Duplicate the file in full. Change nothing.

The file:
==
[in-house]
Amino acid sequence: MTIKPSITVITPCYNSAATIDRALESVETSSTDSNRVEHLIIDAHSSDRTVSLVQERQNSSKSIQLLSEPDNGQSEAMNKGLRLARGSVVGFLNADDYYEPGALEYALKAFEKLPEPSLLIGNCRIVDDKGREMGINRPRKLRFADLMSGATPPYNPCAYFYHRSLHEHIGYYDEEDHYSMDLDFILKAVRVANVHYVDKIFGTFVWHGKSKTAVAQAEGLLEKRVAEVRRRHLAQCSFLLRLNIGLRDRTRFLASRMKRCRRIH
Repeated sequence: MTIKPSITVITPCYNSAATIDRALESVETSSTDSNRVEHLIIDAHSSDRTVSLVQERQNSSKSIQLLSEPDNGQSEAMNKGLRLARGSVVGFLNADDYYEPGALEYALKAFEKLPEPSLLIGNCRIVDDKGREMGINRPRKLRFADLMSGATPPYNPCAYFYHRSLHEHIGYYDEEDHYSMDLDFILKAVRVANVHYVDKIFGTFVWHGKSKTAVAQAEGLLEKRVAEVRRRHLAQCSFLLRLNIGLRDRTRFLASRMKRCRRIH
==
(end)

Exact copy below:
[in-house]
Amino acid sequence: MTIKPSITVITPCYNSAATIDRALESVETSSTDSNRVEHLIIDAHSSDRTVSLVQERQNSSKSIQLLSEPDNGQSEAMNKGLRLARGSVVGFLNADDYYEPGALEYALKAFEKLPEPSLLIGNCRIVDDKGREMGINRPRKLRFADLMSGATPPYNPCAYFYHRSLHEHIGYYDEEDHYSMDLDFILKAVRVANVHYVDKIFGTFVWHGKSKTAVAQAEGLLEKRVAEVRRRHLAQCSFLLRLNIGLRDRTRFLASRMKRCRRIH
Repeated sequence: MTIKPSITVITPCYNSAATIDRALESVETSSTDSNRVEHLIIDAHSSDRTVSLVQERQNSSKSIQLLSEPDNGQSEAMNKGLRLARGSVVGFLNADDYYEPGALEYALKAFEKLPEPSLLIGNCRIVDDKGREMGINRPRKLRFADLMSGATPPYNPCAYFYHRSLHEHIGYYDEEDHYSMDLDFILKAVRVANVHYVDKIFGTFVWHGKSKTAVAQAEGLLEKRVAEVRRRHLAQCSFLLRLNIGLRDRTRFLASRMKRCRRIH